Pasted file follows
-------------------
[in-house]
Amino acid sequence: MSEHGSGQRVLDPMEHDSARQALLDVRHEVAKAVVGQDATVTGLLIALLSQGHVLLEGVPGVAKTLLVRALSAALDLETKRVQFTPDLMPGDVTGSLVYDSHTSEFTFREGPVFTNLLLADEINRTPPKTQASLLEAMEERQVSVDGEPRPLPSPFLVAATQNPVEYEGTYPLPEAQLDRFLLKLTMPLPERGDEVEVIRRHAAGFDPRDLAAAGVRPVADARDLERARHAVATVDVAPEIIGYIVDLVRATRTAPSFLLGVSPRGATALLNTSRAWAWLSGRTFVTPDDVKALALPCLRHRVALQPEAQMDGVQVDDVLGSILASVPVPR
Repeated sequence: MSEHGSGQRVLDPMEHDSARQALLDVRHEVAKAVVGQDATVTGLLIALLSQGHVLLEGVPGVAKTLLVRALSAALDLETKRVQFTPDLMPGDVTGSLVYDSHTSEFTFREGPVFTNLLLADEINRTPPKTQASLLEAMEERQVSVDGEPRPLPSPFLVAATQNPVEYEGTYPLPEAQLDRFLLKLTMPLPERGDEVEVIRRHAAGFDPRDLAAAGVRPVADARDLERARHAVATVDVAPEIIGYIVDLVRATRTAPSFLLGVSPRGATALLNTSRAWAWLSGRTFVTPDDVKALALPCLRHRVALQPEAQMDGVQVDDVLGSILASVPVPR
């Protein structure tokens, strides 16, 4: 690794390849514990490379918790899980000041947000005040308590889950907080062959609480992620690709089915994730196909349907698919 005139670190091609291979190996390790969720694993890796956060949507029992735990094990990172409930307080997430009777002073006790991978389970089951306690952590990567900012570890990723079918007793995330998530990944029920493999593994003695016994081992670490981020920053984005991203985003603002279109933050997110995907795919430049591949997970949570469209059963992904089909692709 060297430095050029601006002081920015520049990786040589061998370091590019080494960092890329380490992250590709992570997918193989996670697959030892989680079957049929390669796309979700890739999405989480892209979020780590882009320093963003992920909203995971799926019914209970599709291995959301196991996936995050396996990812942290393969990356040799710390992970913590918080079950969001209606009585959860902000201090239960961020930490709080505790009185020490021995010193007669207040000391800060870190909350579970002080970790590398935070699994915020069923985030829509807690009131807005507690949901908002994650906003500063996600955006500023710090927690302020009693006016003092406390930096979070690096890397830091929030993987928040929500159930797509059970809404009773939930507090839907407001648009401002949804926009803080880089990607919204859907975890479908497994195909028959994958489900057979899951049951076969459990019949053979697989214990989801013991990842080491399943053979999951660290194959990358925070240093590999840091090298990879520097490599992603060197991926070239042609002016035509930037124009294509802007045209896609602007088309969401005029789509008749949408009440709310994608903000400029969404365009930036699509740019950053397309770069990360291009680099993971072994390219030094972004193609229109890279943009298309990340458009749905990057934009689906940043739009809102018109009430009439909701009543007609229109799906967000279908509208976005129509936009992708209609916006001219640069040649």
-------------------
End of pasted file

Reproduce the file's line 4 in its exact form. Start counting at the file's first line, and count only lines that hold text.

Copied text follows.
């Protein structure tokens, strides 16, 4: 690794390849514990490379918790899980000041947000005040308590889950907080062959609480992620690709089915994730196909349907698919 005139670190091609291979190996390790969720694993890796956060949507029992735990094990990172409930307080997430009777002073006790991978389970089951306690952590990567900012570890990723079918007793995330998530990944029920493999593994003695016994081992670490981020920053984005991203985003603002279109933050997110995907795919430049591949997970949570469209059963992904089909692709 060297430095050029601006002081920015520049990786040589061998370091590019080494960092890329380490992250590709992570997918193989996670697959030892989680079957049929390669796309979700890739999405989480892209979020780590882009320093963003992920909203995971799926019914209970599709291995959301196991996936995050396996990812942290393969990356040799710390992970913590918080079950969001209606009585959860902000201090239960961020930490709080505790009185020490021995010193007669207040000391800060870190909350579970002080970790590398935070699994915020069923985030829509807690009131807005507690949901908002994650906003500063996600955006500023710090927690302020009693006016003092406390930096979070690096890397830091929030993987928040929500159930797509059970809404009773939930507090839907407001648009401002949804926009803080880089990607919204859907975890479908497994195909028959994958489900057979899951049951076969459990019949053979697989214990989801013991990842080491399943053979999951660290194959990358925070240093590999840091090298990879520097490599992603060197991926070239042609002016035509930037124009294509802007045209896609602007088309969401005029789509008749949408009440709310994608903000400029969404365009930036699509740019950053397309770069990360291009680099993971072994390219030094972004193609229109890279943009298309990340458009749905990057934009689906940043739009809102018109009430009439909701009543007609229109799906967000279908509208976005129509936009992708209609916006001219640069040649």